Halfway to 2020, the global pandemic COVID-19 that has ravaged the world has yet to be fully and effectively controlled. The situation in European countries has improved, but countries such as Latin America and South Asia have become new pandemic centers. The pandemic has caused severe impact on the global economy and created uncertainty for the urgent action to address climate change. However, as it spreads, there are a number of climate change and health professionals analyzing and discussing the relationship between climate change and COVID-19, including their causes, health effects and coping strategies. Recently, several countries launched their green economic recovery plans, and the health sector, which is at the forefront of the fight against the COVID-19, has issued their expectations to the heads of many countries, requesting that economic recovery policies should focus on building resilience in healthcare sector.
Green Recovery: Great opportunities for Post-COVID-19’s economic recovery or low-carbon energy transition
The International Renewable Energy Agency recently released the report entitled“Global Renewable Energy Outlook: Energy Transition 2050 ”, which pointed out that the current health, humanitarian, social and economic crisis caused by the COVID-19 pandemic could widen the social gap or accelerate decarbonization.This will largely depend on how countries adopt economic stimulus measures.Ensuring sustainability, strengthening resilience and improving people's health and well-being will be the top priorities .
Figure 1: Global welfare indicators under the Energy Transition Scenarios in 2030 and 2050 (Light blue: health indicator; Brown: GHG emission indicator) 
Green and healthy economic recovery measures will obtain benefits that far exceed input,especially health benefits. The report believes that the rate of return on accelerating renewable energy deployment and efficiency measures is many times higher than the cost.In terms of energy transition, every dollar spent on energy transition will bring a return of 3 to 8 dollars. The report analyzes global welfare indicators under the energy transition scenarios in 2030 and 2050, and the results shows that health benefits and greenhouse gas emission reductions account for the largest proportion of each indicator.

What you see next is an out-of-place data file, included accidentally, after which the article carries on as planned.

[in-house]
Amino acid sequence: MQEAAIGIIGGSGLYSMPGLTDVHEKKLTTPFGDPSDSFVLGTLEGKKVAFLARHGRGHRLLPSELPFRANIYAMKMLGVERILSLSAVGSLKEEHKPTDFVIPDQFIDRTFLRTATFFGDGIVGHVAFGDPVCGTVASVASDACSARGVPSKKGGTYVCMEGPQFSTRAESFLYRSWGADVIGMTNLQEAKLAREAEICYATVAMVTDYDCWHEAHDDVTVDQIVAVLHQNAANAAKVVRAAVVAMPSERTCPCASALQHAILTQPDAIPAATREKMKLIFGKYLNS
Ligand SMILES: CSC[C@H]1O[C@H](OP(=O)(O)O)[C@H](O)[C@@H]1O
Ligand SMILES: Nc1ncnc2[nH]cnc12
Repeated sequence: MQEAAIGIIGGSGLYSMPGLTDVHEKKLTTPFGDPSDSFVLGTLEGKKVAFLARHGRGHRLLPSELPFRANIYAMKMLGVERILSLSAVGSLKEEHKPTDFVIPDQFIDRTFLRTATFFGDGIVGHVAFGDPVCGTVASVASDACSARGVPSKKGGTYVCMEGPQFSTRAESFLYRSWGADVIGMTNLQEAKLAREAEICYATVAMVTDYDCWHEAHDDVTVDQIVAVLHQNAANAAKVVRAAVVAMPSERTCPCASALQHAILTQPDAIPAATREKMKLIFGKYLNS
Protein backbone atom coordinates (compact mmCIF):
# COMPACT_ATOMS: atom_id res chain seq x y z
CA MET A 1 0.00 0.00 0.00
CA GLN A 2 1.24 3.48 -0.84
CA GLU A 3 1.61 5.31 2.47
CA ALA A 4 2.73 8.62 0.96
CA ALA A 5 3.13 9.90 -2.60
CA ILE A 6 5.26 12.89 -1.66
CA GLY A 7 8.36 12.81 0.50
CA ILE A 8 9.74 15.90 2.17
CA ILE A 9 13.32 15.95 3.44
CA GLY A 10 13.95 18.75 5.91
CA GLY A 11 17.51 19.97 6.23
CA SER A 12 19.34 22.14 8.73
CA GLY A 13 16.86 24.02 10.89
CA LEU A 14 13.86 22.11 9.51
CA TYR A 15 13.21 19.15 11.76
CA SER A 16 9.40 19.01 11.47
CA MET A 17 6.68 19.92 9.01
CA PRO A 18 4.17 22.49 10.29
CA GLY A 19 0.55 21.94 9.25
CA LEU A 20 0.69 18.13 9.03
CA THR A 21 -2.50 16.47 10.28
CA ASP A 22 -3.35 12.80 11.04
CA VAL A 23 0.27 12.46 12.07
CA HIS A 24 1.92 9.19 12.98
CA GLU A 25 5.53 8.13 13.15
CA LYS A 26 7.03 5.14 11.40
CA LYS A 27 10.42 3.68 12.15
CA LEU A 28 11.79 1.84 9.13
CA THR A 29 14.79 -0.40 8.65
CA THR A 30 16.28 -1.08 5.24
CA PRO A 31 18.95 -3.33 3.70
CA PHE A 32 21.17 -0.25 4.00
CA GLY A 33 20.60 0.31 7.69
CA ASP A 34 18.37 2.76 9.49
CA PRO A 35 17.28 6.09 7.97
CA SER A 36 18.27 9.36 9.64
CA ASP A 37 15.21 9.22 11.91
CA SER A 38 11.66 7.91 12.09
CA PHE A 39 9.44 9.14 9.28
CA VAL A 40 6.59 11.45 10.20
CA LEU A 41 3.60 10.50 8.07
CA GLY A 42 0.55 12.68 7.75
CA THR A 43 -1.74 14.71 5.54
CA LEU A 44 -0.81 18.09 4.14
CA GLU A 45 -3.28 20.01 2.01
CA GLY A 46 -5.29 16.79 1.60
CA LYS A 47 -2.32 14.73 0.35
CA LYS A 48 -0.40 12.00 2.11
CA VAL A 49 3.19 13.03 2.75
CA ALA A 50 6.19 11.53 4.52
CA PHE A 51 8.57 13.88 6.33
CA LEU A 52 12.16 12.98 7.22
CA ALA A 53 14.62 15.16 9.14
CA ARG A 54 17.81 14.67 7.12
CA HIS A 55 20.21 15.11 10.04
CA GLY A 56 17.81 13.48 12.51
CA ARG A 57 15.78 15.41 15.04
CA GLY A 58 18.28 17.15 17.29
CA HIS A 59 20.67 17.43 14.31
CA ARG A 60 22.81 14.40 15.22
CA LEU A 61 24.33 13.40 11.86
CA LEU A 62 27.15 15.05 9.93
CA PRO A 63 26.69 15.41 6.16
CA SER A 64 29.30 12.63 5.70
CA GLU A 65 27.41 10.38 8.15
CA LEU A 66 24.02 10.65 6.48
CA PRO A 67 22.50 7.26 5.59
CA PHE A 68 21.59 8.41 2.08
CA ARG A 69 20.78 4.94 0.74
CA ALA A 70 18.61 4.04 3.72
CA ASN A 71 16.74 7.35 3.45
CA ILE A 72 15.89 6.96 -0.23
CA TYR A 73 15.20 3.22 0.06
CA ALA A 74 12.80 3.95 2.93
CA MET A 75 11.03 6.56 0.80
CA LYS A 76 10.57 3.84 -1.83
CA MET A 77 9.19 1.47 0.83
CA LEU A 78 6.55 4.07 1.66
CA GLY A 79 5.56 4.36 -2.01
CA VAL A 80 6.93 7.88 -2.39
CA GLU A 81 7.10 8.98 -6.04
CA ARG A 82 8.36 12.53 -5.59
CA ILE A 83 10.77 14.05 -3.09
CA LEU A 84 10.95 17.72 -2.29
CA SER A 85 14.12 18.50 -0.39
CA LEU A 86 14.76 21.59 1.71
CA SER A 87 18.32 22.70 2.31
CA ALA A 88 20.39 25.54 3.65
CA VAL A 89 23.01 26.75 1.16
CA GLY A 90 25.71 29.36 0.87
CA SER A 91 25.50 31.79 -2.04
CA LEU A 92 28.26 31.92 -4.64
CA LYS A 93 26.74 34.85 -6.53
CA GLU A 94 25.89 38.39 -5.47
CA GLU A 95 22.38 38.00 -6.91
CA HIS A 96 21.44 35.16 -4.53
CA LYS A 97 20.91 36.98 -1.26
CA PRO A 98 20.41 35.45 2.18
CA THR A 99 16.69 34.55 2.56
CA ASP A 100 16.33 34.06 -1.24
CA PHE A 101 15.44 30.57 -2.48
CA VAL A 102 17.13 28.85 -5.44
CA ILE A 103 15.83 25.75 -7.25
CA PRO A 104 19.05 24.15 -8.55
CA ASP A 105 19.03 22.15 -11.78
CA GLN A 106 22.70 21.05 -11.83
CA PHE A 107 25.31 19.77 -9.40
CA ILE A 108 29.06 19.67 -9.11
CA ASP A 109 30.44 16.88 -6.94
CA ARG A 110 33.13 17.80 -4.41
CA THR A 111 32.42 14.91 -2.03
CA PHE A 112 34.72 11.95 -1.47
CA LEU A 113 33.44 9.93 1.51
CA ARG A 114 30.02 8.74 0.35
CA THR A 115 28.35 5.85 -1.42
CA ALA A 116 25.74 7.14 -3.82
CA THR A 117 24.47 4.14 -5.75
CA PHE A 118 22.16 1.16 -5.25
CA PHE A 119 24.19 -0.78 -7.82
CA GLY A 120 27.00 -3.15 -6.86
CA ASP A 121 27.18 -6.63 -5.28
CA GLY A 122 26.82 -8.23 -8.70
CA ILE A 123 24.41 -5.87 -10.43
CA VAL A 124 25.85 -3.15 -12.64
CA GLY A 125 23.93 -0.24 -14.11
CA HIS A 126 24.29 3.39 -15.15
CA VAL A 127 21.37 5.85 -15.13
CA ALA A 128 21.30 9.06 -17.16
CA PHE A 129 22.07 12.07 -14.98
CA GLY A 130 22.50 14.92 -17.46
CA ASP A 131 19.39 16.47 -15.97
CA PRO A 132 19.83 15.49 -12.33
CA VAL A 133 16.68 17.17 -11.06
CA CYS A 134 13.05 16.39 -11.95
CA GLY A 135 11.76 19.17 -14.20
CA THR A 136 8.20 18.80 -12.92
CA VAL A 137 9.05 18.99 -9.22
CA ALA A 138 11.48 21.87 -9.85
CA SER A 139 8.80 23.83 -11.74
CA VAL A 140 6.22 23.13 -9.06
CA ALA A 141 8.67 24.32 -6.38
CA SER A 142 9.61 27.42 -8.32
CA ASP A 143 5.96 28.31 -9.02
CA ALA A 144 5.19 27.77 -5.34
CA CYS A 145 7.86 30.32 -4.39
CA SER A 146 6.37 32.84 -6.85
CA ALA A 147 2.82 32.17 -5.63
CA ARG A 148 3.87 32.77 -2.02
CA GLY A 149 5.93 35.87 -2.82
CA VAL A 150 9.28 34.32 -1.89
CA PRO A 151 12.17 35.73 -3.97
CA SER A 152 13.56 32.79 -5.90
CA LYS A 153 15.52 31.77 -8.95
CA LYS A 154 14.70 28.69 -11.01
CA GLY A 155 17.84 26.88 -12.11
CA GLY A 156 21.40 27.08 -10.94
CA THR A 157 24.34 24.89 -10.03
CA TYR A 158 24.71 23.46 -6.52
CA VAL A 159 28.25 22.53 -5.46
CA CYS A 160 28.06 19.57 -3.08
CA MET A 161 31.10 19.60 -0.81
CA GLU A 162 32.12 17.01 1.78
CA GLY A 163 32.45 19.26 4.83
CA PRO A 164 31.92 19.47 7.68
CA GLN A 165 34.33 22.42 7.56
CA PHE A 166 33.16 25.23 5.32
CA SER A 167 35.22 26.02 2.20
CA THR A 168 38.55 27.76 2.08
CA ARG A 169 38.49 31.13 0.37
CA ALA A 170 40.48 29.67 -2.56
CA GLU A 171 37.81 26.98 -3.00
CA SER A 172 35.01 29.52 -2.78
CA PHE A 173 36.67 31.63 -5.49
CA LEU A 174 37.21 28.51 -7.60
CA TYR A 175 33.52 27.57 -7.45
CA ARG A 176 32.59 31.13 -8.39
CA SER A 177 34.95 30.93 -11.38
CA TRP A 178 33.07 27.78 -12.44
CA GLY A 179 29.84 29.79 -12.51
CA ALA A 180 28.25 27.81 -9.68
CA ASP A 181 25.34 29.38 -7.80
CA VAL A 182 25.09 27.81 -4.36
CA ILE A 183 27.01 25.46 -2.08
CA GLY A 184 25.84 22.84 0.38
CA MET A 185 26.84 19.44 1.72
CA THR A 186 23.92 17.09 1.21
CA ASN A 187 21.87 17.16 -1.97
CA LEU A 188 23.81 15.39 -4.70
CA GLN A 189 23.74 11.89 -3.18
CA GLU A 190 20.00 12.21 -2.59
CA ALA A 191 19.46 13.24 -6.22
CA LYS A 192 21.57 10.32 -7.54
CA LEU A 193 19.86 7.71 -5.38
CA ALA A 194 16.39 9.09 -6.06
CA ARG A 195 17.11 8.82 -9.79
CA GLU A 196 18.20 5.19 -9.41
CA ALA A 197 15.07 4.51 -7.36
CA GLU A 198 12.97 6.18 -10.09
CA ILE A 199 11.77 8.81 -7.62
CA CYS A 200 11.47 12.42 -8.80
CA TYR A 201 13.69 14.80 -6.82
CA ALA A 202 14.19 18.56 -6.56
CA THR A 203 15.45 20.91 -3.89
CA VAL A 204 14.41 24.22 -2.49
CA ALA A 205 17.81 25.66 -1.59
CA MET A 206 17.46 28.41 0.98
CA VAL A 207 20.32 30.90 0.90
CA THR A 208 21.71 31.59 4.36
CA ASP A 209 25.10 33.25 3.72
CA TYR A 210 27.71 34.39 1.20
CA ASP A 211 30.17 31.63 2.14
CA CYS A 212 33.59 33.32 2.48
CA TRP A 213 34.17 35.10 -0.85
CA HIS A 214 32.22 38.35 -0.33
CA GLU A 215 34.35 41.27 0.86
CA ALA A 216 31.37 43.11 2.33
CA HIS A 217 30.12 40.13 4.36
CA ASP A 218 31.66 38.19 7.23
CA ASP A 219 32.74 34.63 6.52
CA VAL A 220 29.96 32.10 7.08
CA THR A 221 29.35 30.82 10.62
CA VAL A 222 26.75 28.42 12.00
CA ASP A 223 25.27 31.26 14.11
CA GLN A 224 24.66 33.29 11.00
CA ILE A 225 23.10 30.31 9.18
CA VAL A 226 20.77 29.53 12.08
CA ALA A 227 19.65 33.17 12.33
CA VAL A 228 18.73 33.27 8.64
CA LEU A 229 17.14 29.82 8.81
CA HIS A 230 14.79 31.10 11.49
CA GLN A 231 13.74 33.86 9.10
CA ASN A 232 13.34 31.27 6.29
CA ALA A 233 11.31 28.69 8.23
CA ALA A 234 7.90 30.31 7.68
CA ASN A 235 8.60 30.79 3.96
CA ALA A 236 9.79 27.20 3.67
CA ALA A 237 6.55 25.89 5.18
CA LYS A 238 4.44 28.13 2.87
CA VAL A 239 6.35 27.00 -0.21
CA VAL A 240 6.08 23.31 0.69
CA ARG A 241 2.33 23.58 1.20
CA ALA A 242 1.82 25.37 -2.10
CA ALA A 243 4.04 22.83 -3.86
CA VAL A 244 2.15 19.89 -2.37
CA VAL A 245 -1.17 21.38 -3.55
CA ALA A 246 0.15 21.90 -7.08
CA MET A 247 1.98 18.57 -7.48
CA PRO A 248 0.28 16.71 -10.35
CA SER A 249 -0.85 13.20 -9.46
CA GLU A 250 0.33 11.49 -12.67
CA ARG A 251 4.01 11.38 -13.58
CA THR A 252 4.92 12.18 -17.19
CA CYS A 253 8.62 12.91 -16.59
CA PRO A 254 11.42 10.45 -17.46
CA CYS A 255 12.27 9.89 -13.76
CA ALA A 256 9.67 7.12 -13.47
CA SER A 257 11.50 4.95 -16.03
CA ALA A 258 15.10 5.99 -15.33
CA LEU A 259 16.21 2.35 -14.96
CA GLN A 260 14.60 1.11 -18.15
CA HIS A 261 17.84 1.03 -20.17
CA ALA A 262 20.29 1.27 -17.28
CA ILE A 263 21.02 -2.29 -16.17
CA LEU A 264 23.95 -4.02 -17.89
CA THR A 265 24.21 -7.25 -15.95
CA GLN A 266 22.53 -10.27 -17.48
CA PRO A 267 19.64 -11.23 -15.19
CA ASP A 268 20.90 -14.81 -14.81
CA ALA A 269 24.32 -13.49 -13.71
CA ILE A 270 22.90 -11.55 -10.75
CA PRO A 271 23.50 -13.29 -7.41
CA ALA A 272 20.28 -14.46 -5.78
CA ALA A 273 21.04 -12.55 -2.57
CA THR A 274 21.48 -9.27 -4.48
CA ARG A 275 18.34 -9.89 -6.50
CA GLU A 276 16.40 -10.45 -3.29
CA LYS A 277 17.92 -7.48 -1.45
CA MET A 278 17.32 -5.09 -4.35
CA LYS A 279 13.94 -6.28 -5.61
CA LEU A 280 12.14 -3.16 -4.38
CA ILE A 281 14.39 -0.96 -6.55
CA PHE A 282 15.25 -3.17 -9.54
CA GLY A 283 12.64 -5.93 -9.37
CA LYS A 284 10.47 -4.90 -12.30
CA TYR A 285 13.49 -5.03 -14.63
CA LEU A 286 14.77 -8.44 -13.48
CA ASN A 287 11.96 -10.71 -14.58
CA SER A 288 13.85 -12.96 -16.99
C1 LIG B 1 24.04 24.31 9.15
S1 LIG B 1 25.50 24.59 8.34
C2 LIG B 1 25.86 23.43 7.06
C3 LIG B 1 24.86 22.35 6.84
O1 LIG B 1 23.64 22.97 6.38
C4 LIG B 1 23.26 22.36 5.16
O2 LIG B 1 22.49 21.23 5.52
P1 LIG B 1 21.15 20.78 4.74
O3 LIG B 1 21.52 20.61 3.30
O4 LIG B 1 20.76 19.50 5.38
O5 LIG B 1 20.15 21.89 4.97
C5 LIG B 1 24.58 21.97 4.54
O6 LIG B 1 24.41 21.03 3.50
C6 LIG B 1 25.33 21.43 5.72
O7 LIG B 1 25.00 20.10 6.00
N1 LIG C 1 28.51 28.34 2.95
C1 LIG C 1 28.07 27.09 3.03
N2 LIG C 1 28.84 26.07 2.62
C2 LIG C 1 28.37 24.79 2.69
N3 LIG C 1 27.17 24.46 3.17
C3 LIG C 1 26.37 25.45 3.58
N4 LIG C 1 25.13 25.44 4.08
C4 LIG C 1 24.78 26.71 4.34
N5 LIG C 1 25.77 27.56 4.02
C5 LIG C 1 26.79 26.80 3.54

On May 4, 2020, the United Nations Framework Convention on Climate Change (UNFCCC) published an article stating that as governments respond to the economic impact of COVID-19, there is a growing demand for "Better Recovery" to ensure that the trillions of dollars that governments spend on recovery plans are invested in low-carbon and resilient economies. At the annual virtual meeting of the St.Petersburg Climate Dialogue held at the end of April,”Better Recovery”was the main focus of the meeting. The ministers pledged to achieve a green recovery and continue to advance the ambitious Nationally Intended Contributions (NDCs) by 2020. The article also mentioned that at the end of last year,the European Union took the lead in taking green initiatives, a "Green New Deal" worth 1 trillion euros, and promised to achieve net zero greenhouse gas emissions by 2050. Despite the COVID-19 pandemic, European leaders have repeatedly stressed the agreement and confirmed that the framework of the plan will become the basis of measures to stimulate economic recovery in the Post-COVID-19 era. In addition, leaders of countries and regions such as Germany and the Uinted Kingdom stated that green development and tackling climate change have been included in their Post-COVID-19 economic recovery plans.